Puy Mary from the Pas de Peyrol, by Patrick Nouhailler, Flickr, Licence CC BY-SA 2.0

From the Pas de Peyrol, the riders take the D17 to the Col de Redondet (1531m, so there is a little more climbing), then down to Mandailles-St-Julien (960m) near the head of the Jordanne valley. This is where the ascent of the Col du Perthus (Category 2) begins. 

Col du Perthus (Category 2)

The altitude at the start of the climb is 960m, and the summit is at 1309m, giving a height difference of 349m. The distance is 4.4km, which means an average gradient of 7.9%. 

In early May, Romain Bardet (AG2R) did a reconnaissance of the final part of Stage 5, from Mandailles-St-Julien, via the Col du Perthus, to the finish at le Lioran. France 3 has a full report. They say that this stage is more or less a 'home' stage for Bardet. (He was born in Brioude, in the Haute Loire, not a million miles from here, and he lives in Clermont Ferrand). 'It'll be special for me, with my in-laws at the start, and my own family at the finish, on roads I know by heart.' As for Stage 5, he won't say where he might attack. 'I have an idea, but I won't tell you my battle-plan straight away - the others would read about it.' 

This video shows Bardet on the reconnaissance/press day, with a sponsor's ambassadeur, Marion Rousse:

From the Col du Perthus, there's a descent to St-Jacques-des-Blats (998m), where the riders turn left on the N122, which takes them gently uphill alongside the Cère. They turn left on the D67 before the Tunnel du Lioran, then left again on a minor road to climb the Col de Font de Cère (Category 3; 1294m).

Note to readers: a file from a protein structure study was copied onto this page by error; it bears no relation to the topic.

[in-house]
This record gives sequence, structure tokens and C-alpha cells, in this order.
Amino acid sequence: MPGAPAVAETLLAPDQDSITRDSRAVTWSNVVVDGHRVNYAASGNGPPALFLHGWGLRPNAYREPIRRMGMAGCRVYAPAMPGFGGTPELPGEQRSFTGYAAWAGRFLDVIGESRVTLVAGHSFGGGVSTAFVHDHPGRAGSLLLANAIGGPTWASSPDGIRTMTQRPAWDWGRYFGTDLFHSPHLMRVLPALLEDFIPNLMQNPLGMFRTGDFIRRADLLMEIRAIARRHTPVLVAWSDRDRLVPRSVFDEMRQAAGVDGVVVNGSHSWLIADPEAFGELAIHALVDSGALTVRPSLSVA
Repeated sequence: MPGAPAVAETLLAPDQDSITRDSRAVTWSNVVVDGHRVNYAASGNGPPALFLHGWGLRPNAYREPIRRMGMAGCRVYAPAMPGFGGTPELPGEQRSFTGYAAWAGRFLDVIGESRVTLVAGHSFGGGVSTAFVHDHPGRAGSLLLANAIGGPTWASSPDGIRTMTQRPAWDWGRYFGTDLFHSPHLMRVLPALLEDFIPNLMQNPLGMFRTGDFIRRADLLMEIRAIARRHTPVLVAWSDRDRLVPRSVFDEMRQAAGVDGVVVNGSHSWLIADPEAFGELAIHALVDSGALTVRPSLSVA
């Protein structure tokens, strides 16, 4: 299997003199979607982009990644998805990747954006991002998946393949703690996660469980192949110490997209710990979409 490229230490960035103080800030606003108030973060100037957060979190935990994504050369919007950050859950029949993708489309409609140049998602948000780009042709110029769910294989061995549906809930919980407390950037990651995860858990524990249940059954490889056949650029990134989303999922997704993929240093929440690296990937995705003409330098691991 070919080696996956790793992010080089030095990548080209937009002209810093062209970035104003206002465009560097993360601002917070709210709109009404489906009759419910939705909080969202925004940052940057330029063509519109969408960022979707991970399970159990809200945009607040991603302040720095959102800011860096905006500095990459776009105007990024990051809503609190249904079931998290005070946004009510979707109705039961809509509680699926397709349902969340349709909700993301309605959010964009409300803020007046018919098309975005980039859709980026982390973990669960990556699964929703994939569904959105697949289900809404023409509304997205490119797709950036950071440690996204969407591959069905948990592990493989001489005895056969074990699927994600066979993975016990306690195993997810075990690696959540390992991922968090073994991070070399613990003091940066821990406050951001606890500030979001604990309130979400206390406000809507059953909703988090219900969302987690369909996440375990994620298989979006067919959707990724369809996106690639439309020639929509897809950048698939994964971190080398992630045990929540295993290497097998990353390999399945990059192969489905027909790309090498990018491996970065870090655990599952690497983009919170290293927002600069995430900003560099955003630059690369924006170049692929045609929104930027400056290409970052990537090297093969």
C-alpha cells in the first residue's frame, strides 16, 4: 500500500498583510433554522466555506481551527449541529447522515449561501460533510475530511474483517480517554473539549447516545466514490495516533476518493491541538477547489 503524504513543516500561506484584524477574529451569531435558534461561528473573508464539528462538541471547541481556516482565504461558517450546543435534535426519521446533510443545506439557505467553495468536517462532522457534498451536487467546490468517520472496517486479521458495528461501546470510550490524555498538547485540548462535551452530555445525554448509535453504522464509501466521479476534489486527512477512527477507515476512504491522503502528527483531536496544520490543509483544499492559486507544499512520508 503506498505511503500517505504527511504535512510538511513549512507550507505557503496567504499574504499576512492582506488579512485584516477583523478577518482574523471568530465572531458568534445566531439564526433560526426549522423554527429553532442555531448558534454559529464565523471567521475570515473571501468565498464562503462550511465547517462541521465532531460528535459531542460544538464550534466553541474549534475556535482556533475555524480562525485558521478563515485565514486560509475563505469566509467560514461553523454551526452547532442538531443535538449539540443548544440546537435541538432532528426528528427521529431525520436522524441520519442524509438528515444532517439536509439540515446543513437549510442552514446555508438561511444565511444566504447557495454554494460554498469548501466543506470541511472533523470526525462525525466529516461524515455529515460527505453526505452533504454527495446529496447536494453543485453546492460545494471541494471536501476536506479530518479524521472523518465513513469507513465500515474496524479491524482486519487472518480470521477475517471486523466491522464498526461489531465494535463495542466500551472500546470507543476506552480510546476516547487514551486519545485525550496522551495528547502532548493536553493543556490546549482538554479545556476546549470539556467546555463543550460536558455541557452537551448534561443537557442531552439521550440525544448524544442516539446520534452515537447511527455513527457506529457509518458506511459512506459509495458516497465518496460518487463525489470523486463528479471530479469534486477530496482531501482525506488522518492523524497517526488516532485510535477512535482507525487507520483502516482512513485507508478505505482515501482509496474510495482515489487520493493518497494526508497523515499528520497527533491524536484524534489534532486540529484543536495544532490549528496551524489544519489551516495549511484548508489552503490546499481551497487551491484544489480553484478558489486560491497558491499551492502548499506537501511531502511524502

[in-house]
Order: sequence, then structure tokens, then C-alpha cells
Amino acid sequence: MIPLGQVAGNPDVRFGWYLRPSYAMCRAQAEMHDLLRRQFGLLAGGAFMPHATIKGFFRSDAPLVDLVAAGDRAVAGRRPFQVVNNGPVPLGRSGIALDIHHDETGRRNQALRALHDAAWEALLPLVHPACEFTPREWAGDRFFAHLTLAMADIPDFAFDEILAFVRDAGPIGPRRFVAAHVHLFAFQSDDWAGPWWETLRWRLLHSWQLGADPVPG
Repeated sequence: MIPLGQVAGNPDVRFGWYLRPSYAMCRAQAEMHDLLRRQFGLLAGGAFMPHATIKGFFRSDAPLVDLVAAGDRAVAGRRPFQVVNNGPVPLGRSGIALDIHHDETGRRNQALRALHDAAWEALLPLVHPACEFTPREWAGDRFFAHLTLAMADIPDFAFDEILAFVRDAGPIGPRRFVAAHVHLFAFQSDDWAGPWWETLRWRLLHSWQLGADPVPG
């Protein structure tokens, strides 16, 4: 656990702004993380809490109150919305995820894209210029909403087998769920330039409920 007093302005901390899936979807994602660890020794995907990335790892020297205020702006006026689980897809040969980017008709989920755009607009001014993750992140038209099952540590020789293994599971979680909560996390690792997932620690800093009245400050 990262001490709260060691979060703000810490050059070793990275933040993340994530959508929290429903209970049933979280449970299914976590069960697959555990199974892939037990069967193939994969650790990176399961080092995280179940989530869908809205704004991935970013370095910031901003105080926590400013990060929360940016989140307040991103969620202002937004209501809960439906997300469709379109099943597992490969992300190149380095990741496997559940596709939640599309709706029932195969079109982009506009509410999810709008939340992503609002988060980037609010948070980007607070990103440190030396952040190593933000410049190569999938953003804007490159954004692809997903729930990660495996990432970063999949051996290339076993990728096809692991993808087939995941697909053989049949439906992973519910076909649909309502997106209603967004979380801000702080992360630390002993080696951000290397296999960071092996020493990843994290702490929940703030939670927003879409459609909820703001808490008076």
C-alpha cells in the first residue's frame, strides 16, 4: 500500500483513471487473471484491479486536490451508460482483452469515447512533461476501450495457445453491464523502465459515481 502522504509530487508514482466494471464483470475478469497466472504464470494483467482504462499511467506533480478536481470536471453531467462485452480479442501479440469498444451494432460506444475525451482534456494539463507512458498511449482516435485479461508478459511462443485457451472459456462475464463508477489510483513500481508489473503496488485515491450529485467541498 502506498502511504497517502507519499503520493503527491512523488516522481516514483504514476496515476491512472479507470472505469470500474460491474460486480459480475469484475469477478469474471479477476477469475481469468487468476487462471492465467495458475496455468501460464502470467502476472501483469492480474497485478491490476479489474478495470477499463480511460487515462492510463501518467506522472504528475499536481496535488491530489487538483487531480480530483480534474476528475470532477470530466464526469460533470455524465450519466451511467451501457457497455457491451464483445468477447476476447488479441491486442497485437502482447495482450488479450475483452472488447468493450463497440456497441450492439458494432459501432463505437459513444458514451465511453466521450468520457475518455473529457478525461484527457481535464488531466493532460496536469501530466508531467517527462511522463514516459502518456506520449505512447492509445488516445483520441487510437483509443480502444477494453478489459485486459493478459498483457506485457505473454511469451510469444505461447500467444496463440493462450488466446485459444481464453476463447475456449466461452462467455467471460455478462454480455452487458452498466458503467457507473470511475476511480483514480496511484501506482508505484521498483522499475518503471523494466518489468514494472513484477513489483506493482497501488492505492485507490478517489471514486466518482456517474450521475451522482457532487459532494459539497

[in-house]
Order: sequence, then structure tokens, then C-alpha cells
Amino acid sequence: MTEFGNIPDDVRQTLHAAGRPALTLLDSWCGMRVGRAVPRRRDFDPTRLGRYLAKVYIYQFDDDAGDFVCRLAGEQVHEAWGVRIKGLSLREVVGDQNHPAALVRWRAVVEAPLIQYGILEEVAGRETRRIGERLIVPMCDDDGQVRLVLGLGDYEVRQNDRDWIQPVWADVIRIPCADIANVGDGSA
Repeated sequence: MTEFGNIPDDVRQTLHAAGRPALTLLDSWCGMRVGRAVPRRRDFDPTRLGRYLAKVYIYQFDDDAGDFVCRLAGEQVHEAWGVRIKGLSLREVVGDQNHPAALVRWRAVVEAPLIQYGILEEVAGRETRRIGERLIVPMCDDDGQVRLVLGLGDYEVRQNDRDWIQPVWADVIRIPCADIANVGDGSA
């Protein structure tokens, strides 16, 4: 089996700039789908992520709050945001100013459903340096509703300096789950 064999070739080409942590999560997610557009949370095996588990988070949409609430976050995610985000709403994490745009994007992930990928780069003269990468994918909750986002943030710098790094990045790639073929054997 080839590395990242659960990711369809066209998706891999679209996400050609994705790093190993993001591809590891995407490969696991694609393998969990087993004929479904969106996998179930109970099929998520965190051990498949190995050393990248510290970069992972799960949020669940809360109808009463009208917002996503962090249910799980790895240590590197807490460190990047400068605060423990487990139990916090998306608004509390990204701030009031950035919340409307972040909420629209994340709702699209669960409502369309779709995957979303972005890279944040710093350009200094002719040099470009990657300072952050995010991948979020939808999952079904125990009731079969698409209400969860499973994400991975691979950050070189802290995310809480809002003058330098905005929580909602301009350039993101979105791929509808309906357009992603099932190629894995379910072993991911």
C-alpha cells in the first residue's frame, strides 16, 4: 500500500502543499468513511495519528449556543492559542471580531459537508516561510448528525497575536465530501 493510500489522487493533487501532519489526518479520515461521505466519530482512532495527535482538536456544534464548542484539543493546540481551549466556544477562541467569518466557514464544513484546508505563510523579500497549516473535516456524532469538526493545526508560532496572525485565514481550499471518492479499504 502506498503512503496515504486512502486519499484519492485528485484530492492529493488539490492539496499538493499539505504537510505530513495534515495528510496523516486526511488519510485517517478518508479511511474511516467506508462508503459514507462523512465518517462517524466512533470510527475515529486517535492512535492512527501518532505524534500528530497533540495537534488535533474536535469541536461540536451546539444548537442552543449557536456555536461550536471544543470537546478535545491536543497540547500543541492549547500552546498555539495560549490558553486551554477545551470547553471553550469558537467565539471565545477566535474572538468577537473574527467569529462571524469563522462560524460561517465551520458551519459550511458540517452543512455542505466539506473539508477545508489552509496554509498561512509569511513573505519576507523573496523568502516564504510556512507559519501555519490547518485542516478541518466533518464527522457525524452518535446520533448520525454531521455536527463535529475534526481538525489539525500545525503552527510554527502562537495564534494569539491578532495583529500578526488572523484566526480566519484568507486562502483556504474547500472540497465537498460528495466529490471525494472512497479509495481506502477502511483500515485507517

Col de Font de Cère (Category 3)

The Col de Font de Cère (meaning the col of the sources of the Cère) is less challenging than the Pas de Peyrol and the Col du Perthus. The start is a little after St-Jacques-des-Blats, at about 1100m; the riders climb to 1294m at the top, a height gain of 194m. The distance is 3.3km, which means an average gradient of 5.8%.

There's a hotel at the top, le Buron de Font de Cère. It's nearly all downhill from here.

Stage 5, Tour de France 2016: the finish at le Lioran

Monts du Cantal & Super Lioran

Monts du Cantal & Super Lioran, by Peter Stevens, Flickr, Licence CC BY 2.0

The finish of Stage 5 of the Tour de France 2016 is at le Lioran. From the Col de Font de Cère the riders follow the road down through the woods. It's called the route Impériale, but as can be seen from the Romain Bardet video above, it's not really fit for an Emperor or Empress - it's a very minor road. The finish line is 3km after the Col, at le Lorian